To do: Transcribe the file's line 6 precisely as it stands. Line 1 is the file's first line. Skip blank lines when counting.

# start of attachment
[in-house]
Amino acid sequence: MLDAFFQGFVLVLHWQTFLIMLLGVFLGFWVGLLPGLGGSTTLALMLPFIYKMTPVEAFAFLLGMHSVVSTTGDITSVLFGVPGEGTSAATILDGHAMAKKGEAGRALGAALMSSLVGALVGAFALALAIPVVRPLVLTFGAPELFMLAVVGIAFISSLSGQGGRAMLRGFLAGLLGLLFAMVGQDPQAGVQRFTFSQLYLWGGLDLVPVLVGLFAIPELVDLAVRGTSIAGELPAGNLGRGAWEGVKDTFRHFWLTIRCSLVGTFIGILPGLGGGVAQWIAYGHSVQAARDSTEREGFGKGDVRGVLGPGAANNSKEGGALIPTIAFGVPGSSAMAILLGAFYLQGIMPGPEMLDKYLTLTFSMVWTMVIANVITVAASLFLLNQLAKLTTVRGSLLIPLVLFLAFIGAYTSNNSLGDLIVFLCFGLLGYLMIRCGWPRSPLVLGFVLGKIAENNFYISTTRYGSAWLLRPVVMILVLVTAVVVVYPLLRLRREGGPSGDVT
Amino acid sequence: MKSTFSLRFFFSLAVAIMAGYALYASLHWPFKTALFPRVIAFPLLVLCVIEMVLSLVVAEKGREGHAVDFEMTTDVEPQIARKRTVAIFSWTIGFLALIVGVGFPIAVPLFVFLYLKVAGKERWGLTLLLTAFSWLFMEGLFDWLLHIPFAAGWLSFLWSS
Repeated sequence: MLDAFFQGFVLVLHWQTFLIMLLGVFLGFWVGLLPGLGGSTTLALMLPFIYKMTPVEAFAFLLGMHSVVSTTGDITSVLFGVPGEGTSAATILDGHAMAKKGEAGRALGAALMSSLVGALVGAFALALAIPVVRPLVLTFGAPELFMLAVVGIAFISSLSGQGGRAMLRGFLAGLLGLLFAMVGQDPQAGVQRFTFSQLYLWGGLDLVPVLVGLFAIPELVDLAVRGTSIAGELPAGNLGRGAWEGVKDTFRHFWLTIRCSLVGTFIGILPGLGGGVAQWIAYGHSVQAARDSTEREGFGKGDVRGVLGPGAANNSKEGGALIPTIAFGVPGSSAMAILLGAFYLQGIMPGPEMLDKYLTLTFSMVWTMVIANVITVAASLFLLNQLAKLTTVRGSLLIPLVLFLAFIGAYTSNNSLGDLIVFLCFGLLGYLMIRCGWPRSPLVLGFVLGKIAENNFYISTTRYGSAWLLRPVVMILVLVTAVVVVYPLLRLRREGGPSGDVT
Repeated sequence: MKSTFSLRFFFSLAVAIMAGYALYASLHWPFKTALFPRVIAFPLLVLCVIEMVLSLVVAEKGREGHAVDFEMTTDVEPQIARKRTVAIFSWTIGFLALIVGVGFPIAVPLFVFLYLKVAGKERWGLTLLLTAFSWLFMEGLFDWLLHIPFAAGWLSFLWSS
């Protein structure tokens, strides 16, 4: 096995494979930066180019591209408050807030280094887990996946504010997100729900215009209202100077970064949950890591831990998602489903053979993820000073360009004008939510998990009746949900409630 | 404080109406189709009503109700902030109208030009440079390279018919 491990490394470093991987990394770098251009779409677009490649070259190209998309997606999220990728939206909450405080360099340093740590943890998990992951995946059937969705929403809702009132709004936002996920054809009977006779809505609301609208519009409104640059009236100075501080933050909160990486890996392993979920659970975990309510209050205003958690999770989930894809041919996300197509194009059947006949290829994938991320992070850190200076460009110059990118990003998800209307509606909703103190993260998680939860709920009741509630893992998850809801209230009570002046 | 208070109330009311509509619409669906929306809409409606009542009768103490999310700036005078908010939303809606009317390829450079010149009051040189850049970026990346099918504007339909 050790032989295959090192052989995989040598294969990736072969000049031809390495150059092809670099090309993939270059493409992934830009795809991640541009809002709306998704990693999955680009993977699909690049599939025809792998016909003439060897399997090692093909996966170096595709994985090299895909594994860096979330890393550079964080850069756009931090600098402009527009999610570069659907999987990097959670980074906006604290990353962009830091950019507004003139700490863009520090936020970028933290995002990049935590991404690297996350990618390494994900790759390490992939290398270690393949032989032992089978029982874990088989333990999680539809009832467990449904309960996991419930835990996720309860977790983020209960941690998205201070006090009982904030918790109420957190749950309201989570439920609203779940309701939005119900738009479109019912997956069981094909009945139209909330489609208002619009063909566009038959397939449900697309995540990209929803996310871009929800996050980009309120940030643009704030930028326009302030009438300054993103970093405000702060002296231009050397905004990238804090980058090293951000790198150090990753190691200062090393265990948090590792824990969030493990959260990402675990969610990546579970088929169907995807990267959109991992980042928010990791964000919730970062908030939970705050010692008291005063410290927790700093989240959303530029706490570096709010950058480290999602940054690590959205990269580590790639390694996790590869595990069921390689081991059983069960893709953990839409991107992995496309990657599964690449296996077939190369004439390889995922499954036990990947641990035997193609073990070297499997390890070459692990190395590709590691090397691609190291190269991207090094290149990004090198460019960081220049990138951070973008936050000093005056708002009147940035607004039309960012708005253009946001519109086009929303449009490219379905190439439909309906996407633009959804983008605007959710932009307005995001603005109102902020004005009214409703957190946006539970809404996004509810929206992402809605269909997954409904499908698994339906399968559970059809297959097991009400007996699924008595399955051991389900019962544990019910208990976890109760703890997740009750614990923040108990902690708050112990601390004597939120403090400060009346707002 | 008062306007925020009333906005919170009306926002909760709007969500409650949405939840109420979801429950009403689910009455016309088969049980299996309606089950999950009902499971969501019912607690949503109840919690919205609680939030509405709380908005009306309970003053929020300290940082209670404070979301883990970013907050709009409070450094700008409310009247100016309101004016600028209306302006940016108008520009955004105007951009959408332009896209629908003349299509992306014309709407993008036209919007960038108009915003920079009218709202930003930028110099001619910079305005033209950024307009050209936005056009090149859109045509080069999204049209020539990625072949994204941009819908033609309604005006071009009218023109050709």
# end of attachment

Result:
């Protein structure tokens, strides 16, 4: 096995494979930066180019591209408050807030280094887990996946504010997100729900215009209202100077970064949950890591831990998602489903053979993820000073360009004008939510998990009746949900409630 | 404080109406189709009503109700902030109208030009440079390279018919 491990490394470093991987990394770098251009779409677009490649070259190209998309997606999220990728939206909450405080360099340093740590943890998990992951995946059937969705929403809702009132709004936002996920054809009977006779809505609301609208519009409104640059009236100075501080933050909160990486890996392993979920659970975990309510209050205003958690999770989930894809041919996300197509194009059947006949290829994938991320992070850190200076460009110059990118990003998800209307509606909703103190993260998680939860709920009741509630893992998850809801209230009570002046 | 208070109330009311509509619409669906929306809409409606009542009768103490999310700036005078908010939303809606009317390829450079010149009051040189850049970026990346099918504007339909 050790032989295959090192052989995989040598294969990736072969000049031809390495150059092809670099090309993939270059493409992934830009795809991640541009809002709306998704990693999955680009993977699909690049599939025809792998016909003439060897399997090692093909996966170096595709994985090299895909594994860096979330890393550079964080850069756009931090600098402009527009999610570069659907999987990097959670980074906006604290990353962009830091950019507004003139700490863009520090936020970028933290995002990049935590991404690297996350990618390494994900790759390490992939290398270690393949032989032992089978029982874990088989333990999680539809009832467990449904309960996991419930835990996720309860977790983020209960941690998205201070006090009982904030918790109420957190749950309201989570439920609203779940309701939005119900738009479109019912997956069981094909009945139209909330489609208002619009063909566009038959397939449900697309995540990209929803996310871009929800996050980009309120940030643009704030930028326009302030009438300054993103970093405000702060002296231009050397905004990238804090980058090293951000790198150090990753190691200062090393265990948090590792824990969030493990959260990402675990969610990546579970088929169907995807990267959109991992980042928010990791964000919730970062908030939970705050010692008291005063410290927790700093989240959303530029706490570096709010950058480290999602940054690590959205990269580590790639390694996790590869595990069921390689081991059983069960893709953990839409991107992995496309990657599964690449296996077939190369004439390889995922499954036990990947641990035997193609073990070297499997390890070459692990190395590709590691090397691609190291190269991207090094290149990004090198460019960081220049990138951070973008936050000093005056708002009147940035607004039309960012708005253009946001519109086009929303449009490219379905190439439909309906996407633009959804983008605007959710932009307005995001603005109102902020004005009214409703957190946006539970809404996004509810929206992402809605269909997954409904499908698994339906399968559970059809297959097991009400007996699924008595399955051991389900019962544990019910208990976890109760703890997740009750614990923040108990902690708050112990601390004597939120403090400060009346707002 | 008062306007925020009333906005919170009306926002909760709007969500409650949405939840109420979801429950009403689910009455016309088969049980299996309606089950999950009902499971969501019912607690949503109840919690919205609680939030509405709380908005009306309970003053929020300290940082209670404070979301883990970013907050709009409070450094700008409310009247100016309101004016600028209306302006940016108008520009955004105007951009959408332009896209629908003349299509992306014309709407993008036209919007960038108009915003920079009218709202930003930028110099001619910079305005033209950024307009050209936005056009090149859109045509080069999204049209020539990625072949994204941009819908033609309604005006071009009218023109050709």